Self Inflicted Disruption

iPhone = self-inflicted disruption.

Not only does it disrupt the cell phone market – it also leads the way in a movement that eventually means disrupting and then killing off the iPod.

iPhone won’t kill the iPod all by itself – and it won’t happen this year. Or even next.

But it’s clearly the first bold step in a journey that will eventually make the iPod concept – (the solo portable mp3/movie player) obsolete.

The very product that brought Apple mainstream success and adulation is now having it’s death carefully orchestrated by Apple themselves.

And in radio?

PPM, HD Radio, Internet streaming, Satcasters, The Youth problem etc… – all opportunities to re-make our business and invent the NEXT way.

Instead fear, trepidation, worry and a desperateness to “protect” what was and is appear to be the industry’s average reaction.

And if we really think HD Radio = disruption . . . consider what “HD Radio” might look like if it were made by a 3rd party not tied to protecting the current interests of the radio industry. What if HD Radio were invented by a company or group of independent radicals whose sole interest was to make the radio listening experience BETTER for listeners rather than preserve and protect the group owners?

Think TiVo – not TV Guide.

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2 Responses to Self Inflicted Disruption

  1. Tom Webster says:

    I wouldn’t overstate the case on the iPhone just yet, Jeff–there have been plenty of all-in-one convergence devices to date, and my local Walgreen’s is still selling portable CD players! The iPhone may solve the “smartphone” problem, but I think the jury is way, way out on it being the utimate convergence device. There are lots of reasons why someone might not want to use their $600 phone as a music player. It lacks the one crucial innovation that would really have me chucking my BlackBerry, however–battery life, which seems to have remained unchanged for the last decade or so. If someone can invent a battery that lets me watch movies and browse the Internet on my phone that doesn’t leave me with a paperweight by the time I land at LAX, then I might throw out my iPod (or even my Zune). Don’t get me wrong–I am Apple’s biggest fanboy (and certainly an inconvenience to the folks back at the office for it, but the reality distortion field was pretty high at MacWorld. Announcing a product that won’t realistically be in anyone’s hands until the fall and somehow upstaging CES in the process is a feat any radio professional should study and learn from.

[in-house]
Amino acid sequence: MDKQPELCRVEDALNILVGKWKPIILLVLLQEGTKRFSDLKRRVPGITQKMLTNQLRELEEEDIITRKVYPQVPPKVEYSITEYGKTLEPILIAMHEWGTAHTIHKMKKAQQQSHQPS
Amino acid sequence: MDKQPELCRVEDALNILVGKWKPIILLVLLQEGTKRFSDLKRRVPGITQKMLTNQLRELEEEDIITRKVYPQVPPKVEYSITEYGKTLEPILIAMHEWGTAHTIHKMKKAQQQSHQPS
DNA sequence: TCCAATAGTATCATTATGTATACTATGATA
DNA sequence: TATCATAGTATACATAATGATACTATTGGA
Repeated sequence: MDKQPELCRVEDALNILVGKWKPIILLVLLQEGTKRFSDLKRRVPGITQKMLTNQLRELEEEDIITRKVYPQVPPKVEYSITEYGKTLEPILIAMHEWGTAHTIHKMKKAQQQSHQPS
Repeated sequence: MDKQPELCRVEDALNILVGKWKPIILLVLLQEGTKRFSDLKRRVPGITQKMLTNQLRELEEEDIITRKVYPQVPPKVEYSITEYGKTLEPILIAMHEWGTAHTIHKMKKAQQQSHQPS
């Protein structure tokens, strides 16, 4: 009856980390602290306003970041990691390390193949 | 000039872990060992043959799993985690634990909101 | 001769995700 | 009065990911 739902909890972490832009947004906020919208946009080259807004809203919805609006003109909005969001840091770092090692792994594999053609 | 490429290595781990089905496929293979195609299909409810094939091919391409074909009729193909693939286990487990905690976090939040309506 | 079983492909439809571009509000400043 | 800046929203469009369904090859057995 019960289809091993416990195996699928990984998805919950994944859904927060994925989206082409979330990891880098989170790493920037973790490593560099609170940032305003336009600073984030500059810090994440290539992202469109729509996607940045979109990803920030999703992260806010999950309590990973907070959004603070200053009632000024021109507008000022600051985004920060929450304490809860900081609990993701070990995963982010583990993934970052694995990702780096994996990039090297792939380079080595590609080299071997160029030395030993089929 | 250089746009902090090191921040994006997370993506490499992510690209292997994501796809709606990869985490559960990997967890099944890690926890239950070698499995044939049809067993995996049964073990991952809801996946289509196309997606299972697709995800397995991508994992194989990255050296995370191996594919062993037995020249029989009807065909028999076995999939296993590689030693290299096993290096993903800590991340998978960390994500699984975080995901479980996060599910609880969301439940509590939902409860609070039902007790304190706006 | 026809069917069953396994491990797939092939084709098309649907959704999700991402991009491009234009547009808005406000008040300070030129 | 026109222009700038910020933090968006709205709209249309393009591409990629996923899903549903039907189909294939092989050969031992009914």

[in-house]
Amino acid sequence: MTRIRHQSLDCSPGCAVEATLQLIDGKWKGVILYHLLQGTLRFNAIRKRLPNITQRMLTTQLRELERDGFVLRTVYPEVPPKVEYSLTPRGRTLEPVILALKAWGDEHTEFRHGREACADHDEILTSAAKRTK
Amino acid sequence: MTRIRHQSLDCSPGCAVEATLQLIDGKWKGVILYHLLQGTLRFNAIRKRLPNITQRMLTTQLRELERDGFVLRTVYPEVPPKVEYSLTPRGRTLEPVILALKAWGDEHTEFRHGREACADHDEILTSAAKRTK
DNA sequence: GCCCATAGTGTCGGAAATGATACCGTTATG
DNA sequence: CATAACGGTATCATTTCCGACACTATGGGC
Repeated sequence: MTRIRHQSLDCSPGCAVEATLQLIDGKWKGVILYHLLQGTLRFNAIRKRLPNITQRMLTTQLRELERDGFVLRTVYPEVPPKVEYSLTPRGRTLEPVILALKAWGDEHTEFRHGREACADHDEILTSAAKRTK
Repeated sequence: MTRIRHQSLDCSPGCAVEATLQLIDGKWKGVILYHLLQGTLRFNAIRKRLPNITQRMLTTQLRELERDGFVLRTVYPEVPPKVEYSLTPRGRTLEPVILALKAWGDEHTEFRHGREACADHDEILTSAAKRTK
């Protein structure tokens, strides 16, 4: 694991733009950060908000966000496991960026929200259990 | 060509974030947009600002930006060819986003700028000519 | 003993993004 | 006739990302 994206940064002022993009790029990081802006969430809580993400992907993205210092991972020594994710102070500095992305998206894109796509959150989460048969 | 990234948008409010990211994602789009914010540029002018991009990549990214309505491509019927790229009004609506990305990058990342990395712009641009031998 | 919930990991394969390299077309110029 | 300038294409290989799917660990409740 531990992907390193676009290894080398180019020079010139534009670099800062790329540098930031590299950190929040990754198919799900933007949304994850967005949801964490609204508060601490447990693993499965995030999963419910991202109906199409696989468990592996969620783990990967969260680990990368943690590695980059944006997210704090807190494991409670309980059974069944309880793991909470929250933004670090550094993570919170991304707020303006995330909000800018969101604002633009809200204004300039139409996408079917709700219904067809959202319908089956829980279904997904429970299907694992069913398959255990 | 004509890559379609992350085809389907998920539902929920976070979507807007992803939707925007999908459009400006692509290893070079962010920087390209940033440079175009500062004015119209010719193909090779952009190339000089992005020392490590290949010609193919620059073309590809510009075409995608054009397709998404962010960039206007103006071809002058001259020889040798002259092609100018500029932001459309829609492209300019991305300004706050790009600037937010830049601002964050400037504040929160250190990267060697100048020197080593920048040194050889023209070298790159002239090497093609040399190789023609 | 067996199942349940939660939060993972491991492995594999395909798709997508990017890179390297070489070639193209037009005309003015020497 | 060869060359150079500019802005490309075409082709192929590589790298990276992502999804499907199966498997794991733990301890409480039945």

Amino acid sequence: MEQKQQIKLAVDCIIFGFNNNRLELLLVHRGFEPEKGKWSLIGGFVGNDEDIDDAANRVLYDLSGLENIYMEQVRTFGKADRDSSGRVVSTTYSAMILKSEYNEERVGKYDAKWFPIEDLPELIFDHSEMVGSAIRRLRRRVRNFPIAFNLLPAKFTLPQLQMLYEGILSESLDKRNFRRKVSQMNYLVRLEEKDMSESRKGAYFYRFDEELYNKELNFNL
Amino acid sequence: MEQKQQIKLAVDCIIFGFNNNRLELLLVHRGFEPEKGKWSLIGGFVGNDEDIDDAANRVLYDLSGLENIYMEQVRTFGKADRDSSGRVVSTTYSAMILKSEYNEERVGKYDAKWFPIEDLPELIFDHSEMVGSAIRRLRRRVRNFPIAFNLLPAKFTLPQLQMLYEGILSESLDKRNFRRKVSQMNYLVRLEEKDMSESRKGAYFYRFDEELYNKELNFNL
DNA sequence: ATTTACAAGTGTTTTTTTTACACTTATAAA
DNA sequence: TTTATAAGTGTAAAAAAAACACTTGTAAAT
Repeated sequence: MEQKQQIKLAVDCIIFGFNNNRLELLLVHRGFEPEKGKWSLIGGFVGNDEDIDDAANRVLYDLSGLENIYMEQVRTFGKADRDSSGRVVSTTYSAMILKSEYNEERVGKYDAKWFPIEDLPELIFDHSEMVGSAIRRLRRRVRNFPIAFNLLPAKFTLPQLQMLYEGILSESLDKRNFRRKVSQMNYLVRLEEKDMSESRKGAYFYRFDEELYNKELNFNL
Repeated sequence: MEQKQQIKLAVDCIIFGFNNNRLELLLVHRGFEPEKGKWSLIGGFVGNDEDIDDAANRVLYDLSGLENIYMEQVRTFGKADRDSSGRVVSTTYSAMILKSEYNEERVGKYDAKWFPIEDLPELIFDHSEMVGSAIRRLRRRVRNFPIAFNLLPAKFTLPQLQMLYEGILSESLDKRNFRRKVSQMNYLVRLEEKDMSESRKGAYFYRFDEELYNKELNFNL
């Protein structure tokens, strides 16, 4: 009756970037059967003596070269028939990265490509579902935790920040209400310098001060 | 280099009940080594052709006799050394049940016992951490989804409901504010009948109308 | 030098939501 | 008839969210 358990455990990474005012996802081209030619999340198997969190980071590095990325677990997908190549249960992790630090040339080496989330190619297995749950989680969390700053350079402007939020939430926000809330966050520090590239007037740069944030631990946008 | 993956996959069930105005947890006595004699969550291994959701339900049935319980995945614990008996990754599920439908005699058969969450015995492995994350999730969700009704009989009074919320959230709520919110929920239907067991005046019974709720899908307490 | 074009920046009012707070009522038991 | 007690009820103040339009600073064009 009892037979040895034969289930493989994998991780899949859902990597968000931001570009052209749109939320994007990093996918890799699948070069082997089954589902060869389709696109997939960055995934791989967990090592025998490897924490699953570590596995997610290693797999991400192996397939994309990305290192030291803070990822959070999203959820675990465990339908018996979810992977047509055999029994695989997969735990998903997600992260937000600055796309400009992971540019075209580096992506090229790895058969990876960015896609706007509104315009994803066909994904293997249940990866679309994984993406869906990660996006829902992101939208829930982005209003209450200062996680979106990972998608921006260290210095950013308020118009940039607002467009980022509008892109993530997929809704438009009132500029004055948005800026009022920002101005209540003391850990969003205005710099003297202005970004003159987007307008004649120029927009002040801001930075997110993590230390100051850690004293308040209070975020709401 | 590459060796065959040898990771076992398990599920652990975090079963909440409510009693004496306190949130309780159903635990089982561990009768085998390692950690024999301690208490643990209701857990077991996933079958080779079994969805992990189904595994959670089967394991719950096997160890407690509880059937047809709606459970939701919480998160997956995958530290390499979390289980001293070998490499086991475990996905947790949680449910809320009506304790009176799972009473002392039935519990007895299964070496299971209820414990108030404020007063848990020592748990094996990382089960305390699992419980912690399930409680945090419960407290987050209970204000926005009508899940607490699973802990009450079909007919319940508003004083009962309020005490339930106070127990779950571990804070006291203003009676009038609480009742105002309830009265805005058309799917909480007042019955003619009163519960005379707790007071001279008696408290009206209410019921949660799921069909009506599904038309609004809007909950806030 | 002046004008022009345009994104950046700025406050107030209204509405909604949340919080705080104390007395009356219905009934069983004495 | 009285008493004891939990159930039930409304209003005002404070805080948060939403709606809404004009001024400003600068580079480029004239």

2. Jeff Schmidt says:

    I hear ya Tom – I don’t think this is a reality distortion post. I think I’m pretty modest in my guess that iPhone leads the way to a word where solo mp3 players collecting dust on a rack at Walgreens will replace the portable CD players collecting dust on a rack at Walgreens.

    My point was to bring awarness to how Apple hasn’t let the success of the iPod box it into a corner and squeeze out innovation.

    My quess is if radio were making the iPhone they would have left the iPod out of the device so as to protect it’s “lucrative” market.

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